This morning Karen got my attention by publishing an article about the importance of an author’s online platform and its effect on an author’s success with finding a publisher. These include some metrics of the numbers that publishers like to see before taking on an author. I suggest you read the article, but the crux of it is that publishers like to see, at a minimum:

-5,000 newsletter subscribers
-Speaking to 1,000 people a year (this is optional)
-If you’re self-published, sales of at least 2,000 a year

Here’s how she sums it up:

Writers are no longer simply writers. Writers are now a business with a marketing plan and hopefully a marketing budget. Authors now need to allocate a significant amount of time toward marketing themselves and their products.

I suspect these numbers may be a little different with smaller publishers, but they seem to check out, and that statement is pretty much iron-clad by this point. Here’s the problem, or rather my problem: it’s reality, but the reality makes me want to rebel against the whole damned establishment.

Ani Difranco once said that if you don’t want to end up working for the man, you have to find an alternate plan, and I suppose that’s where I am at this point.

If I’ve learned one thing about myself over the last three years, it’s that I’m not a marketer. Oh, sure, I go through the motions and technically this would be a marketing activity, but I find the process tiresome. More importantly, I find that it diminishes the time I can spend writing new fiction, which is a sin in my mind.

I’ve spent the last year pushing aside the compelling push to market my work and instead focused on writing. Did it improve sales? Hell no. Did it make me happier and better at my craft? You bet. Oh, and During that time, I cannot recall a single instance where I would have been happier going through the marketing motions rather than writing.

Oh, sure, a pang struck here or there, a little voice telling me that I wasn’t doing “what it takes to make it”, but each and every time that came from a place of fear, not a place of joy.

You know what came from a place of joy? Writing.

Not every single time, true. Sometimes it’s punching in and punching out, doing the lunchbox work of the craft, but regardless of my commitment to any particular day’s work, my quality of my life appreciably diminishes when I don’t write. The world’s edges become harsher, and I lose touch with myself in ways that frighten me.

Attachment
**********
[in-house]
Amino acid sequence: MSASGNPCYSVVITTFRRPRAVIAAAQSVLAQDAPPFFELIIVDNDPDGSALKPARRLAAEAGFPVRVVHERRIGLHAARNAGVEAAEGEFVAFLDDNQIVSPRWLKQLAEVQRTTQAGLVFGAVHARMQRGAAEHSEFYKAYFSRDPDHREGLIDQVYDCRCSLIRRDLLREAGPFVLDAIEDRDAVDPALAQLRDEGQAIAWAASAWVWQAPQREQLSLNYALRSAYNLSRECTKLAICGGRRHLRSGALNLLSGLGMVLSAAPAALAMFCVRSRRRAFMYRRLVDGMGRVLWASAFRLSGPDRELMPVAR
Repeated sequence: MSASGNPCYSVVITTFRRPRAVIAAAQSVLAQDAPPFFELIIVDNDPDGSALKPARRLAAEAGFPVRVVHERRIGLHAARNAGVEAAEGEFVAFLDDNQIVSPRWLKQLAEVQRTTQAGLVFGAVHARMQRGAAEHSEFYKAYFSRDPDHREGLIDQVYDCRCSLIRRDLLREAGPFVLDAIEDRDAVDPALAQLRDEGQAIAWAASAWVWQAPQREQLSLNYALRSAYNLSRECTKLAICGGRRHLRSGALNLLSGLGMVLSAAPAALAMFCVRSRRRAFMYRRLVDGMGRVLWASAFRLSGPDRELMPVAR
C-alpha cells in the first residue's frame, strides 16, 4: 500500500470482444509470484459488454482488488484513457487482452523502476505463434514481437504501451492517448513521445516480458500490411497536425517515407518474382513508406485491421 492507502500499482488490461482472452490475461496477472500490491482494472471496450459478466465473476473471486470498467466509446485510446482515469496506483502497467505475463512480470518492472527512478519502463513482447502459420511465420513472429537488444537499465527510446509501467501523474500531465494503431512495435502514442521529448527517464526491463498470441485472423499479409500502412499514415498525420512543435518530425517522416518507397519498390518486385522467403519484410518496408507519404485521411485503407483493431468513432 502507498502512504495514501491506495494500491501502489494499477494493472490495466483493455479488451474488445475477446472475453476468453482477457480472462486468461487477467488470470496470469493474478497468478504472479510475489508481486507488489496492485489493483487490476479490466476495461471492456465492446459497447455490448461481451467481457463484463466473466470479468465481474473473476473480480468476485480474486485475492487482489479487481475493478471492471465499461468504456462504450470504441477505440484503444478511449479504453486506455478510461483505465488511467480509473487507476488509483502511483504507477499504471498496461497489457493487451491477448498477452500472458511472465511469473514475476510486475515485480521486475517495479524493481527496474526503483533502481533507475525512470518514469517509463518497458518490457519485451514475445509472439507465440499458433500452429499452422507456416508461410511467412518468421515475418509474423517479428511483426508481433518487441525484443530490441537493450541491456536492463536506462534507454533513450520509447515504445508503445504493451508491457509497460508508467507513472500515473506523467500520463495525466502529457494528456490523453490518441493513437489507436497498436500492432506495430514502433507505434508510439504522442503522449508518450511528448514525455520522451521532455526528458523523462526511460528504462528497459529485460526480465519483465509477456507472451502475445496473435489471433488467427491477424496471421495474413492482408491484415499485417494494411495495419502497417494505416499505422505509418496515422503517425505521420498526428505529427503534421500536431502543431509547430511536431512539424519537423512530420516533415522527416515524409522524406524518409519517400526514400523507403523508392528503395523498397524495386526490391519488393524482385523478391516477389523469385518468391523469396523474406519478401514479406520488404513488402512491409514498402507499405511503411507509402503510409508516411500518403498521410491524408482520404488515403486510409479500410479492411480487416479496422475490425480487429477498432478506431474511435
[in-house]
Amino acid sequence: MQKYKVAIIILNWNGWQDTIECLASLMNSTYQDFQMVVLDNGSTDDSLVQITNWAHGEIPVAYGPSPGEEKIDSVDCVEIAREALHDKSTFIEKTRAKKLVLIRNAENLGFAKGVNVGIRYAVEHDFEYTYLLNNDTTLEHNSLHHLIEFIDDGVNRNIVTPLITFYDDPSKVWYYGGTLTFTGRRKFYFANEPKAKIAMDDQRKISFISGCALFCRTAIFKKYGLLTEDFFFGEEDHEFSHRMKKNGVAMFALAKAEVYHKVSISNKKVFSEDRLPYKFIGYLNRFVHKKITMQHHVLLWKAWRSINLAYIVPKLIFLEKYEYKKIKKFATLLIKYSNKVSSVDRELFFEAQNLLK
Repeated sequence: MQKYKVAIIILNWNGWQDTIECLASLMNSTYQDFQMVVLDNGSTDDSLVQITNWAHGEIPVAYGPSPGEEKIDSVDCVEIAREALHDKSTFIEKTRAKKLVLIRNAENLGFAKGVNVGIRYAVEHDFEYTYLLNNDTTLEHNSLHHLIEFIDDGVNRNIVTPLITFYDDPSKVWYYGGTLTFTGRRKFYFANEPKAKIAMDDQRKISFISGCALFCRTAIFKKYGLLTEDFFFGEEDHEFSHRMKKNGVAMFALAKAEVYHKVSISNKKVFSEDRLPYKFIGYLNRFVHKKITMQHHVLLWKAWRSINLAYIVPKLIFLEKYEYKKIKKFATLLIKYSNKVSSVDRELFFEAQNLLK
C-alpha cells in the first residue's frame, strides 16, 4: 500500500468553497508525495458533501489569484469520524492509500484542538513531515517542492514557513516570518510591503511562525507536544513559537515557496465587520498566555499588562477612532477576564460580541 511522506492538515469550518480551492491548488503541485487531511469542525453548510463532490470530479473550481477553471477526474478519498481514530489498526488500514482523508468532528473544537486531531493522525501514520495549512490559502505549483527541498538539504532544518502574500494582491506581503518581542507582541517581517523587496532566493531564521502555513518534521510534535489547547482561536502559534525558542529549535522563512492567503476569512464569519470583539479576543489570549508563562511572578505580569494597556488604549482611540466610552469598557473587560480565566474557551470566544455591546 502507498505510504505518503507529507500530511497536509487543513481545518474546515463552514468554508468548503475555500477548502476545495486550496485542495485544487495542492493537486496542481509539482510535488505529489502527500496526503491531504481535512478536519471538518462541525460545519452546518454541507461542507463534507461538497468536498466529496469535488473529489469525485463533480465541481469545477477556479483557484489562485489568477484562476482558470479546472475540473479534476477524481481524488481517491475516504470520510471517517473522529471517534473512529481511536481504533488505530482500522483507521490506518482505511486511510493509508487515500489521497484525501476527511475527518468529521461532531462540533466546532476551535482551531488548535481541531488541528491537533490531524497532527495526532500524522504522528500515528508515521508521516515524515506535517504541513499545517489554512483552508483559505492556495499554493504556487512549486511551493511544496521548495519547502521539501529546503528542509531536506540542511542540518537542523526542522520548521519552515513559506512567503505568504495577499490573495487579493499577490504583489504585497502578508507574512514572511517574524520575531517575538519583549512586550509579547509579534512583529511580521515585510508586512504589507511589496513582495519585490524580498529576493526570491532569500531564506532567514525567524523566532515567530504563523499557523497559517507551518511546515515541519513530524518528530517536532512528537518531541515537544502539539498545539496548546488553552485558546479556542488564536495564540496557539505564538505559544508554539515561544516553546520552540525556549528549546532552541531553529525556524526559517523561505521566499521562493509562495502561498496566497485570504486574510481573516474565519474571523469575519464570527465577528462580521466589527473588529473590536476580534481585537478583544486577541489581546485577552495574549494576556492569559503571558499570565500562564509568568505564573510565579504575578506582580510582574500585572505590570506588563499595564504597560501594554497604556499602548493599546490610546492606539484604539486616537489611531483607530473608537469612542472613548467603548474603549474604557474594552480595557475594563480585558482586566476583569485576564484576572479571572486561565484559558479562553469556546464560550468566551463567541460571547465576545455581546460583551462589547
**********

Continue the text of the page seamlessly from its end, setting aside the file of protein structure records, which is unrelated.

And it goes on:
Simply put, writing is in my blood and part of my psyche. I wouldn’t stop even if I never sold another book in my life. Would it be awesome for more people to read my stuff? Absolutely, but the characters come first.

And so, I do not expect to find much “success”, but who knows. Stranger things have happened.

In the meantime, work on Came to Believe continues. I finished editing all of Chapter 1 and most of Chapter 2 and now leave them to the hands of my critique group while I push forward. I’ll talk about some of their suggested changes on Monday.

Re-Invention is Fun

Character re-imaginings are a funny thing. You’d think I’d have gotten used to the concept by now, as I’ve done so many of them. Hell, Room 3 turned out to be a never-ending exercise in re-inventing those characters and while it turned out great, the characters had become radically different people by the end of the writing process, often of “their own” volition.

That’s the thing about character re-inventions: nine times out of ten, they seem to happen on their own. Take my most recent one, for example. In the original draft, I had crafted Stephen as a stick-in-the-mud sexual addiction sponsor, a bit of a narcissist with a difficulty in relating. He happened to be gay, but it wasn’t a main function of his character outside of a few lines with Dean. His sexual addiction centered around writing erotic stories and sleeping with his groupies, but that didn’t come up in anything other than a passing fashion.

In creating the new version of the novel, I decided that Stephen would need to be the one who got Dean into treatment in the first place. Biggest problem? The original Stephen would never have associated with Dean were it not for the group. It required a rethink on the character. I decided he would be arrested at the same time as Dean on an unrelated charge, leading them to meet in jail (which later became a bench waiting to see the court clerk).  The original Stephen would not have ended up in jail, so…time to re-mold the character.

I had envisioned this new version as a redneck in the closet who got picked up on soliciting a male prostitute and had figured out a dodge to get out of jail time – he would propose counseling for sex addiction, a strategy that he would share with Dean.

At some point in writing this, however, the character took a left turn. By the time I finished, he remained an in-the-closet redneck, but one who would moonlight as a gay prostitute. But that’s not all. I needed him to be the kind of guy who talked to strangers as a matter of course, who would always be looking for some advantage in a situation.

Thus Stephen became the guy who wears the “witty” T-shirts, can’t sit still, and sees life as a continuing long con. When we first meet him, he is the kind of guy who wears this shirt:

Half Man